Indian farmers protest against the Farmers’ Produce Trade and Commerce (Promotion and Facilitation) Act during the COVID-19 pandemic. The Indian government imposed strict crackdowns on protestors and critics. Photo by Randeep Maddoke via Wikimedia Commons
This UN report can teach us a lot about protecting civil society space during a crisis. Kai Evans provides a summary.
COVID-19 restrictions were undoubtedly vital in stopping the spread of the virus and protecting public health, and in particular, the most vulnerable members of society. However, the COVID-19 pandemic was also used by governments to suppress dissent, limit human rights and stifle the civil society space.
In light of this, the United Nations Office of the High Commissioner for Human Rights (OHCHR) prepared, at the request of the Human Rights Council, a report titled ‘Civil society space: COVID-19: the road to recovery and the essential role of civil society’ to examine the challenges faced by civil society during the pandemic. Following analysis of inputs from nations and civil society, as well as independent research, the OHCHR concluded that there were five key lessons learnt during the COVID-19 pandemic, in the context of protecting the civil society space.
Let’s summarise them here:
1. ‘Participation in decision-making decreased and became less safe and inclusive.’
This came as a result of online means of communication being inaccessible to many communities, particularly the poorest and most often excluded groups. For example, older people, indigenous people, women and people in rural areas had increased barriers to participation. In addition, the expansion or creation of restrictions offline meant critical voices were increasingly affected by censorship, surveillance and persecution.
2. ‘Interference with the flow of information was recorded around the globe.’
This was invariably done with the stated aim of countering disinformation or controlling information about the pandemic. There were numerous laws around the globe which restricted freedom of expression and were in violation of international human rights law. Detention and imprisonment for criticising ‘COVID-related government measures’ or for questioning the accuracy of official information was commonplace.
3. ‘Dialogues and exchanges with people and communities, particularly those at risk of being left behind, are key to countering disinformation and fostering trust.’
Civil society representatives, such as journalists, protesters and human rights defenders, were shown to be critical sources of information and feedback that enable governments to enact and implement policies that are effective, sustainable and gender-responsive. When these channels of dialogue were closed during the pandemic, disinformation spread. This, in turn, has a negative impact on levels of interpersonal trust and institutional trust, which has already been in steep decline for decades.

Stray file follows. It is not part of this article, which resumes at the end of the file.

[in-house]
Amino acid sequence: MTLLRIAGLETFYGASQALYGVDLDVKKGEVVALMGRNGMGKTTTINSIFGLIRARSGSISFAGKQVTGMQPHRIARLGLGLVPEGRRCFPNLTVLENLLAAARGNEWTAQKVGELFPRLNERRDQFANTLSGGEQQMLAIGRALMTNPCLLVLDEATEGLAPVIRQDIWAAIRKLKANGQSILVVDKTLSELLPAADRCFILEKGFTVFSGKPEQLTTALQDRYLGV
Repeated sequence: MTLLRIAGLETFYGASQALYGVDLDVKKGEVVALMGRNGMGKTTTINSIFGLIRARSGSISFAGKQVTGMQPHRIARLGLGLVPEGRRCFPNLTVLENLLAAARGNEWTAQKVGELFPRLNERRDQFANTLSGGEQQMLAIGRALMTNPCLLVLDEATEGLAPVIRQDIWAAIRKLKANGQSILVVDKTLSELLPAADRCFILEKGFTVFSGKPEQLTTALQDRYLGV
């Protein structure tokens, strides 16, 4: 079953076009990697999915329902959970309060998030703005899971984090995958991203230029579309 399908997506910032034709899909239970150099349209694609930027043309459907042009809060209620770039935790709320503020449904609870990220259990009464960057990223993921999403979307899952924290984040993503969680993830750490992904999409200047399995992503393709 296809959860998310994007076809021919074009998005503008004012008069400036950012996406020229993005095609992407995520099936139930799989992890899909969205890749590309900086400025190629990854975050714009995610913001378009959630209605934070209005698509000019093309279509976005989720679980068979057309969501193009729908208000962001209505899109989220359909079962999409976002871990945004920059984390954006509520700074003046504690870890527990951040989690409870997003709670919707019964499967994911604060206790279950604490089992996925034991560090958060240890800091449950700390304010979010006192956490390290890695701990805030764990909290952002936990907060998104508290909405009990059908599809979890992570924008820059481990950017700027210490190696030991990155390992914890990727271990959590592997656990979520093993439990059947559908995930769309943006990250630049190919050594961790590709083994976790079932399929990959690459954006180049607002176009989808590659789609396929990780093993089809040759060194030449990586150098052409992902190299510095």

4. ‘Transparency with regard to any interventions with freedoms and access to information for all people and communities is critical for overcoming [a health crisis].’
Measures such as limiting media independence, suppressing debate, censoring content and banning protests are ‘likely to amplify the negative effects of a health crisis, can sometimes even lead to loss of life and can undermine the effectiveness of measures taken to combat the pandemic.’ At a time when coordination and cooperation is vital to overcome the worst effects of the pandemic, particularly vaccine inequality, this is a worrying find. If basic human freedoms are not respected, the chances of an effective response to the pandemic are reduced.
5. ‘The recipe for effective crisis response and for trust…is a more systematic investment in…safe and inclusive participation at all levels…effective measures to protect access to information…an enabling environment for debate [and] the security and holistic protection of those who speak up.’
The UN Secretary-General has recognised trust as critical for building resilient societies and for sustainable development and peace. In order to combat any crisis, health or otherwise, it is important that trust in institutions, such as the government, health authorities and an independent media, is maintained and fostered. This allows for greater and more effective cooperation and transparency. However, when participation in civil society is hampered, either through inaccessibility, censorship or persecution, trust levels remain low, while the crisis response can be limited in its effectiveness.